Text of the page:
The Gamate is a console made by Bit Corporation, it was released around 1990 and designed to compete with the original Nintendo Gameboy offering a similar 4-shade green tinted screen which unfortunately suffered from a lot of ghosting, which combined with the rather poor response times many games have on the controls made playing it quite a frustrating experience.
It’s a Taiwanese system, and compared to others developed in the region, even many years later, it was surprisingly well built and had the potential to be fairly competitive.
MAME has had a driver for a short time now, coming from when MESS was merged in, however prior to the original MESS driver being developed around that time there were no dumps for the system due to the custom card media, and protection system that hadn’t been cracked. Once the protection had been figured out dumps arrived and MESS got a preliminary driver that ran the dumps available at the time, however as new dumps showed up the emulation was found to be lacking and didn’t see the necessary improvements to support them properly.
Kevtris had already written up a tech document about the system, and done his own FPGA based implementation of it, so with those in hand I decided to rewrite the majority of the MAME driver. As a result the MAME driver now appears to be on par with the original system, complete with many graphical errors that were also present when using original hardware, but harder to see due to the poor quality LCD screen (for example flickering sprites, wobbly status bars, badly flipped sprites etc.)
At this stage most games that were known to be released have been dumped for the system, so it seemed like a good time to improve the driver. There are some hardware features that none of the games seem to use however, and only one uses the serial link which I haven’t emulated yet (it apparently barely works even with original hardware so I’m not sure it will really work under emulation either)
From a hardware perspective the system is quite interesting, it uses a 6502 series chip, with an AY8910 clone for sound (strangely the original MAME driver had an entirely custom implementation for this)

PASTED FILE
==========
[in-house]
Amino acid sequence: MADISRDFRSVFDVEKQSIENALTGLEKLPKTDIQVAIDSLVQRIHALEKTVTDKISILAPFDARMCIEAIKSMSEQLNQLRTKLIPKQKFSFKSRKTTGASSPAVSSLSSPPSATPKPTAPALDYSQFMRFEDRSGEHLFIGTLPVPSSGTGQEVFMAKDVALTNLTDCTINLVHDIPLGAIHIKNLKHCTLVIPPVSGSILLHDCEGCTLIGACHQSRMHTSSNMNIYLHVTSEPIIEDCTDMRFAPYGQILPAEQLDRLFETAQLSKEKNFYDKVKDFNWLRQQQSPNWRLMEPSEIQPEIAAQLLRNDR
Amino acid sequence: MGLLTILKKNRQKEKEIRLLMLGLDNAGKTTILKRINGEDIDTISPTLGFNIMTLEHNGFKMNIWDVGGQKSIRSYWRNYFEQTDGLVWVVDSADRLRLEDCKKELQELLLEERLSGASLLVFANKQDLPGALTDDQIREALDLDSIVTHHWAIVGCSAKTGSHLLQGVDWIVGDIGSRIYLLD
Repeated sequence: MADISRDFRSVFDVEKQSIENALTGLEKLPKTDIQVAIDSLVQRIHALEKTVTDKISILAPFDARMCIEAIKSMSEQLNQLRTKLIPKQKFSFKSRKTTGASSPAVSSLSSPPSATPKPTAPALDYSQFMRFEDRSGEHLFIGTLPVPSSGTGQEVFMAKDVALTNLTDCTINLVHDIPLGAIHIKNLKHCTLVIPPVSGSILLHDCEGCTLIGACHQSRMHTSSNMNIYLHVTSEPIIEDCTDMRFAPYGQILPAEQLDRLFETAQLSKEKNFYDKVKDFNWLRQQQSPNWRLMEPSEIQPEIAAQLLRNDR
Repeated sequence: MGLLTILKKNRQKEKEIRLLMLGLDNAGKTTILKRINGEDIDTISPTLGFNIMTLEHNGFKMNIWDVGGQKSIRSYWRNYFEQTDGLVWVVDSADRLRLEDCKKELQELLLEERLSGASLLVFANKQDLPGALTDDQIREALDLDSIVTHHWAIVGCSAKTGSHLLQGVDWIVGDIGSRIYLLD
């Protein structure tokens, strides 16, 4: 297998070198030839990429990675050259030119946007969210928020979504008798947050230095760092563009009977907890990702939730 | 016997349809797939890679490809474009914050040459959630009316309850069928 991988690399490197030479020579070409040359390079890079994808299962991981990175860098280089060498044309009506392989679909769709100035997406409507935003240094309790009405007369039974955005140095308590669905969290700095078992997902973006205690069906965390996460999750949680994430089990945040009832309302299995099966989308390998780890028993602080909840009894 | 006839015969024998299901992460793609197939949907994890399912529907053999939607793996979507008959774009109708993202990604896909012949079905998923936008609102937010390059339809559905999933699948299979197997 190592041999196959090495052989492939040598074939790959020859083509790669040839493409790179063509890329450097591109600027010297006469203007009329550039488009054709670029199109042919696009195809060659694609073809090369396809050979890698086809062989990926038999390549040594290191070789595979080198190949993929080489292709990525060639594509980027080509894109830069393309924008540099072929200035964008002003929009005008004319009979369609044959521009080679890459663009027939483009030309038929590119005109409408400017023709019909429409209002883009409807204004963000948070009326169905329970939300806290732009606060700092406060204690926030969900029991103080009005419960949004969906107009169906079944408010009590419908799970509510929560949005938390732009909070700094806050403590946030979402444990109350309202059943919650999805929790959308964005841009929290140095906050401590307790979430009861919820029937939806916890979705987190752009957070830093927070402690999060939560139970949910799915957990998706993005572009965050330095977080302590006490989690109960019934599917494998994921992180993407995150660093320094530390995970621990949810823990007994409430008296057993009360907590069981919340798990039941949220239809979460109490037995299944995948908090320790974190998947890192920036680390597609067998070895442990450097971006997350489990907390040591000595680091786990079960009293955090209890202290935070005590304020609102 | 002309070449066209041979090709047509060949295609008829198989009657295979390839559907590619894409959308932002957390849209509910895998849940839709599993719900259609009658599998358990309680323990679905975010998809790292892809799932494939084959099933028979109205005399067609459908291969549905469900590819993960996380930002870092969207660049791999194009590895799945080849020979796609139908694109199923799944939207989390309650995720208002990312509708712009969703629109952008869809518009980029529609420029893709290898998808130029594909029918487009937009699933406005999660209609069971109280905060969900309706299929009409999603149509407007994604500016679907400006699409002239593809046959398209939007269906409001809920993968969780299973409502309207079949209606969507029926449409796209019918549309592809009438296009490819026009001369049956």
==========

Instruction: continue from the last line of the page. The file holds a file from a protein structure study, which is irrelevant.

Video is probably where the system design becomes a bit more questionable, the CPU drives 2 1bpp framebuffers which are combined to give 2bpp output, however, it can only write one framebuffer at a time (there’s a register to switch) and every read/write has an auto-increment, so to draw 4 colour graphics is tricky. There are no hardware sprites or tilemaps, it’s all done with software in the framebuffers.
There’s x and y scrolling, but they apply to the entire display so you’re left either having to erase and redraw either your backgrounds or your sprites if you don’t everything scrolling together, that can be quite demanding on the relatively weak 6502. This is why some games have wobbly status bars when scrolling, as after scrolling the status bar needs to be redrawn at a new position.
There are also 2 special ‘Window’ modes that make having a non-moving status bar easier, the most commonly used one of these allows the top 16 rows of the display to become a static, non-scrolling area taken from a different part of the video ram. This is one of the things that was previously not emulated in MAME.
The 2nd Window mode, which nothing seems to use allows for between 1 and 7 lines taken from yet another place in VRAM, although I think it also turns off vertical scrolling for the rest of the screen, so could be seen as less useful.
Anyway, what sparked my interest in fixing up this driver was a recent dump of Kiki Inland, which is a game influenced by Adventure Island / Wonderboy. The emulation was especially bad before, now it’s just bad in ways that match the original hardware.
Some screenshots for the non-videoy people. (I’ll add more later)
and some videos for people with better bandwidth.
I’ve also made some videos of some of the other games on the system, and will likely upload more to my YouTube channel in the coming days
In other, less interesting news, I updated the MAME SH3 and SH4 cores to use the SH2 recompiler, which gives the Cave SH3 / CV1K driver a speed boost on weaker hardware. Unfortunately most Naomi games don’t seem to want to boot with the recompiler enabled, so it’s still disabled on those, if you do enable it then Crazy Taxi gets a boost to around 75-80% ingame without any other driver optimizations on my system tho, which is a good start if the issues can be fixed.